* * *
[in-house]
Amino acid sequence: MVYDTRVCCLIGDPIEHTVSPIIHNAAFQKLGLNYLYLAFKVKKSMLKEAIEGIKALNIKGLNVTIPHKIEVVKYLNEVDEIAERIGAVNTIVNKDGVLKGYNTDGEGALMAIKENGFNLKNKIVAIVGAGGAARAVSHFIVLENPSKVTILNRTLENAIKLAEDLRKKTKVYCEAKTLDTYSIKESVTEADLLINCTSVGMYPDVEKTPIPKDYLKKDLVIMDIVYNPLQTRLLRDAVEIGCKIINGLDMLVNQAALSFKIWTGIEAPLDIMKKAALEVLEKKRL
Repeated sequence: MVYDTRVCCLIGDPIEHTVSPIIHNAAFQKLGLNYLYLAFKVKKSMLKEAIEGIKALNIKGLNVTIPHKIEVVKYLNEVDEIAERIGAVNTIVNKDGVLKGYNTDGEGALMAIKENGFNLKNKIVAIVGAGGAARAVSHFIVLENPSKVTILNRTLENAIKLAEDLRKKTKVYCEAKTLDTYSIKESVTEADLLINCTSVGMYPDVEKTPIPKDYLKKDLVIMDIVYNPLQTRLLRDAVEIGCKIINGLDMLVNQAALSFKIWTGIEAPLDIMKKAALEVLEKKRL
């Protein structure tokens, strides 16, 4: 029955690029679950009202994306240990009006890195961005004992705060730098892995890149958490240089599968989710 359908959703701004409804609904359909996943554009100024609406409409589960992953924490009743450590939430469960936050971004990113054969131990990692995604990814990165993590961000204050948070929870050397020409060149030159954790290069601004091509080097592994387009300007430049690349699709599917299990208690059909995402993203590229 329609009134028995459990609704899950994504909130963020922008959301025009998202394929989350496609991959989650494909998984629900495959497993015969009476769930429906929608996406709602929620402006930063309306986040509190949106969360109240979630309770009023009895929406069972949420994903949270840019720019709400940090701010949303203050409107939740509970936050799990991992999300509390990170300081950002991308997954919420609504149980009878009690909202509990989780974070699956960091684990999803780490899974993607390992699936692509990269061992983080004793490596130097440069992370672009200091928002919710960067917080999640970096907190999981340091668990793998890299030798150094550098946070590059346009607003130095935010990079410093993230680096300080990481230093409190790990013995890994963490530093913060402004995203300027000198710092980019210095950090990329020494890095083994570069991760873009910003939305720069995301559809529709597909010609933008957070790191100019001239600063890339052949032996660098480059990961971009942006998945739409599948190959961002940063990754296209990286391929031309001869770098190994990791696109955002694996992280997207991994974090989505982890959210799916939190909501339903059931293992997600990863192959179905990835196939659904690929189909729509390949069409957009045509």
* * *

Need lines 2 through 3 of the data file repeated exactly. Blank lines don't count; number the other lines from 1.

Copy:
Amino acid sequence: MVYDTRVCCLIGDPIEHTVSPIIHNAAFQKLGLNYLYLAFKVKKSMLKEAIEGIKALNIKGLNVTIPHKIEVVKYLNEVDEIAERIGAVNTIVNKDGVLKGYNTDGEGALMAIKENGFNLKNKIVAIVGAGGAARAVSHFIVLENPSKVTILNRTLENAIKLAEDLRKKTKVYCEAKTLDTYSIKESVTEADLLINCTSVGMYPDVEKTPIPKDYLKKDLVIMDIVYNPLQTRLLRDAVEIGCKIINGLDMLVNQAALSFKIWTGIEAPLDIMKKAALEVLEKKRL
Repeated sequence: MVYDTRVCCLIGDPIEHTVSPIIHNAAFQKLGLNYLYLAFKVKKSMLKEAIEGIKALNIKGLNVTIPHKIEVVKYLNEVDEIAERIGAVNTIVNKDGVLKGYNTDGEGALMAIKENGFNLKNKIVAIVGAGGAARAVSHFIVLENPSKVTILNRTLENAIKLAEDLRKKTKVYCEAKTLDTYSIKESVTEADLLINCTSVGMYPDVEKTPIPKDYLKKDLVIMDIVYNPLQTRLLRDAVEIGCKIINGLDMLVNQAALSFKIWTGIEAPLDIMKKAALEVLEKKRL